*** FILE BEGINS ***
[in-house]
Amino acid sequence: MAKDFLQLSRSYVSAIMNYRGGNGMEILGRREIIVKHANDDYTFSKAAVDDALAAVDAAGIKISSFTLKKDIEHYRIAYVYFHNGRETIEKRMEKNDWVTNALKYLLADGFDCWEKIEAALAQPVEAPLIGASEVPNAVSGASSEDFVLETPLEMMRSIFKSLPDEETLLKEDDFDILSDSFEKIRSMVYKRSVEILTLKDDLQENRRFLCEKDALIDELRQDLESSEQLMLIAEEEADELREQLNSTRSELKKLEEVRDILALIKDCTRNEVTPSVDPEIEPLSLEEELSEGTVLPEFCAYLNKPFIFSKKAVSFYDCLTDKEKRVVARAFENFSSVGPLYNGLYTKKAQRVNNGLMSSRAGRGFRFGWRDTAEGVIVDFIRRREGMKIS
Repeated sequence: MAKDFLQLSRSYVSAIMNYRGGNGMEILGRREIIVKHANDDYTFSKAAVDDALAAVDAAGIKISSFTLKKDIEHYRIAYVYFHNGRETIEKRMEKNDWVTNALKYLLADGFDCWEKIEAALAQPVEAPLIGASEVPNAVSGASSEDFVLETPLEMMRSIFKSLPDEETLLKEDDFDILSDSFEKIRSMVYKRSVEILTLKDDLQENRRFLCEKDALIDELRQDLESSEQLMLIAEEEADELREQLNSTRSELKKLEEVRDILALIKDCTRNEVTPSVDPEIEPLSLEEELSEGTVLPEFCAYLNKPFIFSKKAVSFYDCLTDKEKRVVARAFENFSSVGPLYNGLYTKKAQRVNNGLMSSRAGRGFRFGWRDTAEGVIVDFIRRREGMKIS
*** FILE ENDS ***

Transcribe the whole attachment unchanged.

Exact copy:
[in-house]
Amino acid sequence: MAKDFLQLSRSYVSAIMNYRGGNGMEILGRREIIVKHANDDYTFSKAAVDDALAAVDAAGIKISSFTLKKDIEHYRIAYVYFHNGRETIEKRMEKNDWVTNALKYLLADGFDCWEKIEAALAQPVEAPLIGASEVPNAVSGASSEDFVLETPLEMMRSIFKSLPDEETLLKEDDFDILSDSFEKIRSMVYKRSVEILTLKDDLQENRRFLCEKDALIDELRQDLESSEQLMLIAEEEADELREQLNSTRSELKKLEEVRDILALIKDCTRNEVTPSVDPEIEPLSLEEELSEGTVLPEFCAYLNKPFIFSKKAVSFYDCLTDKEKRVVARAFENFSSVGPLYNGLYTKKAQRVNNGLMSSRAGRGFRFGWRDTAEGVIVDFIRRREGMKIS
Repeated sequence: MAKDFLQLSRSYVSAIMNYRGGNGMEILGRREIIVKHANDDYTFSKAAVDDALAAVDAAGIKISSFTLKKDIEHYRIAYVYFHNGRETIEKRMEKNDWVTNALKYLLADGFDCWEKIEAALAQPVEAPLIGASEVPNAVSGASSEDFVLETPLEMMRSIFKSLPDEETLLKEDDFDILSDSFEKIRSMVYKRSVEILTLKDDLQENRRFLCEKDALIDELRQDLESSEQLMLIAEEEADELREQLNSTRSELKKLEEVRDILALIKDCTRNEVTPSVDPEIEPLSLEEELSEGTVLPEFCAYLNKPFIFSKKAVSFYDCLTDKEKRVVARAFENFSSVGPLYNGLYTKKAQRVNNGLMSSRAGRGFRFGWRDTAEGVIVDFIRRREGMKIS